The internet, as we all know by now, and particularly social media, exacerbate every psychological tendency that causes people to spread and believe stuff that isn’t true. If you’re in need of a reminder that this is the case, just log onto Facebook or Twitter.
That’s the subject of a long essay Guardian editor-in-chief Katharine Viner published earlier this week entitled “How technology disrupted the truth,” in which she explained how the pro-Brexit campaign fed off the internet’s disregard for discerning truth from falsehold — and the essay provides an interesting tour of the current state of internet truthiness.
Thanks to social media’s ability to amplify rumors and lies, she explains, a bunch of wacky and misleading claims — such as that leaving the EU would save Britain £350 million pounds a week that it could plow right back into its National Health Service (nope) — went viral, likely affecting the eventual outcome of that vote. “This was the first major vote in the era of post-truth politics,” she writes, and “the listless remain campaign attempted to fight fantasy with facts, but quickly found that the currency of fact had been badly debased.”
Viner then zooms out to evaluate the broader landscape:
Now, we are caught in a series of confusing battles between opposing forces: between truth and falsehood, fact and rumour, kindness and cruelty; between the few and the many, the connected and the alienated; between the open platform of the web as its architects envisioned it and the gated enclosures of Facebook and other social networks; between an informed public and a misguided mob.
What is common to these struggles — and what makes their resolution an urgent matter — is that they all involve the diminishing status of truth. This does not mean that there are no truths. It simply means, as this year has made very clear, that we cannot agree on what those truths are, and when there is no consensus about the truth and no way to achieve it, chaos soon follows.
The short answer of why the internet is such a rich, nurturing environment for falsehood is that it profoundly reduces the friction inherent to transmitting a given piece of information from one person to another. With a click, big accounts can amplify unverified rumors, sending them to tens of thousands of people. And especially when people are emotionally aroused, when they’re fired up or scared or furious — like during a debate over whether Britain should leave the EU, for example — whatever normal critical faculties they possess are dulled, making it even more likely they’ll propagate falsehoods. Humans have always had these psychological tendencies; it’s just that the internet stokes them by feeding us a constant dripdripdrip of appealing and salacious and astounding stories — and, as Viner points out, by “filter-bubbling” us into corners of the internet filled mostly with people we already agree with, further sapping our ability to fairly evaluate claims that clash with what we believe. It’s a rough scene, in other words — especially when you factor in that big outlets are often, these days, more concerned with publishing salacious headlines than in carefully fact-checking their content.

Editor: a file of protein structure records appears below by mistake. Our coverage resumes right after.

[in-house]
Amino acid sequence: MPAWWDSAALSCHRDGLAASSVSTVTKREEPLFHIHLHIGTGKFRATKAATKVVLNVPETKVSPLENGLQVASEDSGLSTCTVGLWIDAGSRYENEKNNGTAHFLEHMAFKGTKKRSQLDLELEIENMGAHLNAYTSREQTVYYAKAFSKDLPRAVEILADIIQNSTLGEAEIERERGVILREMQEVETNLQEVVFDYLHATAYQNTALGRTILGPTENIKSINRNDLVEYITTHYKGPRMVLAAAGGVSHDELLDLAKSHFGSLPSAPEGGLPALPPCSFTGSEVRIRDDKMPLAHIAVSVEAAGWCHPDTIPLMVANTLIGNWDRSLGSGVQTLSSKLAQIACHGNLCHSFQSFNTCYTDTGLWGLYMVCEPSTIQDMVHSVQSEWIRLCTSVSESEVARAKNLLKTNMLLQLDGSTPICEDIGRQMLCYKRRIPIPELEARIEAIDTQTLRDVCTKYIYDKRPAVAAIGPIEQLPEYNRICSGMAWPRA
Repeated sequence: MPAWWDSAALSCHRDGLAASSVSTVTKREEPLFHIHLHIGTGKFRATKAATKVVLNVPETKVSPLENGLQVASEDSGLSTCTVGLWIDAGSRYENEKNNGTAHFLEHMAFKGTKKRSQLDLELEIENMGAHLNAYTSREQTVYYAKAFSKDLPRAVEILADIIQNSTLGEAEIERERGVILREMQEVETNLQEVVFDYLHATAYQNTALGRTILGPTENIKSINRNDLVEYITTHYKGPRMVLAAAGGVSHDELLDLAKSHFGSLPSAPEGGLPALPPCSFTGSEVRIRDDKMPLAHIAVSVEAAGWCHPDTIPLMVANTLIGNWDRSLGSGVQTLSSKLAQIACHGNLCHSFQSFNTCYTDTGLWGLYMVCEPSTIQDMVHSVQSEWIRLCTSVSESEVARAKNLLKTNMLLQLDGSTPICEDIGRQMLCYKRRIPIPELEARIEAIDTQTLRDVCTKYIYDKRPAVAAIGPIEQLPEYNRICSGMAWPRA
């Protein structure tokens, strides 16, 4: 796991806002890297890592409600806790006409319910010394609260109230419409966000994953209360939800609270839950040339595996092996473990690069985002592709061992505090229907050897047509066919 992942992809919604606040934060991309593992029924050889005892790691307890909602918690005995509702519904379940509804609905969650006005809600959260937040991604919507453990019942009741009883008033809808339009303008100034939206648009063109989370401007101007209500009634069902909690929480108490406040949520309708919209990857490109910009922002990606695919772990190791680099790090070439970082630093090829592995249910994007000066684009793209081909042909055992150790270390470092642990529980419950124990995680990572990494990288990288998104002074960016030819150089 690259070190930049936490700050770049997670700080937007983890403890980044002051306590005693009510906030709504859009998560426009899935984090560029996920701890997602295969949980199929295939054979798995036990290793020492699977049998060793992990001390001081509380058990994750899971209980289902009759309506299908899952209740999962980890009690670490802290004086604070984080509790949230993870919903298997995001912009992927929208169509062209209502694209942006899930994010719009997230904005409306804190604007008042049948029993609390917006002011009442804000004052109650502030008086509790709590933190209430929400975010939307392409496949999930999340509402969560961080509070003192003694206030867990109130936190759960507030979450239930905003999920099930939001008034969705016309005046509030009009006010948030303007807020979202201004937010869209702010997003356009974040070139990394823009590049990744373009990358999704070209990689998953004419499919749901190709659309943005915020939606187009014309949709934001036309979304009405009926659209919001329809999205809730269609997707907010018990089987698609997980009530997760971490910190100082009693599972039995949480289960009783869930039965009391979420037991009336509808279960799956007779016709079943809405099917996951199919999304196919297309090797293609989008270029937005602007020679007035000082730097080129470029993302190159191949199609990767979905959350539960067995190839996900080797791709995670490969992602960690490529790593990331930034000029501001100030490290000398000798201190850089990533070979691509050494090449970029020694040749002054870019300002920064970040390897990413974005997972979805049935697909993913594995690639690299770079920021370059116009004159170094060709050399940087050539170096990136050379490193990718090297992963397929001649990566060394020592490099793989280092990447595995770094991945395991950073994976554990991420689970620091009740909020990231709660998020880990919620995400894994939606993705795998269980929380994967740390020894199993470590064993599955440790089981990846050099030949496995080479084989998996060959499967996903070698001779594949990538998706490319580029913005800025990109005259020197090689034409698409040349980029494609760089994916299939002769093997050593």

But is there anything we can do about individual-level decisions that lead to rumors spreading in the first place? Viner doesn’t really get into this, and it’s interesting to think about.
For most of humanity’s history, we lived in small groups — partly because of this, we are a very rumor- and gossip-happy species. We’re capable of fact-checking, but it isn’t exactly in our nature, all else being equal. In much the same way our love for calories doesn’t inevitably doom us to only eat junk food, though, we can override these tendencies.
Already, the savviest internet users are starting to understand that they shouldn’t retweet everything that comes across their feeds that feels true. And overall there’s been more and more coverage of the internet’s role as a rumor-incubator, including from Viner. She’s right that things have gotten worse lately, of course, but that could be because we’re still in a weird adolescent phase in which people haven’t fully come to realize how their behavior contributes to this mess.
If we start making a conscious effort to shape these norms, we could improve things, at least a bit. And just as social media makes it easy to spread false information online, it also makes it easier to call out people who do. This doesn’t mean that everyone should go around nagging and policing anyone who spreads something that’s false, but rather that the biggest accounts — those most responsible for the spread of false rumors — should feel that there is a cost to not fact-checking. That would be a useful first step, at least.
It would be foolishly optimistic to think the internet will ever be free of rumors, or even close to free. But it would be nice if the conversation about how to help fix things filtered down from academics and researchers to the people actually taking part in the messy, truthy cacophony going on 24/7.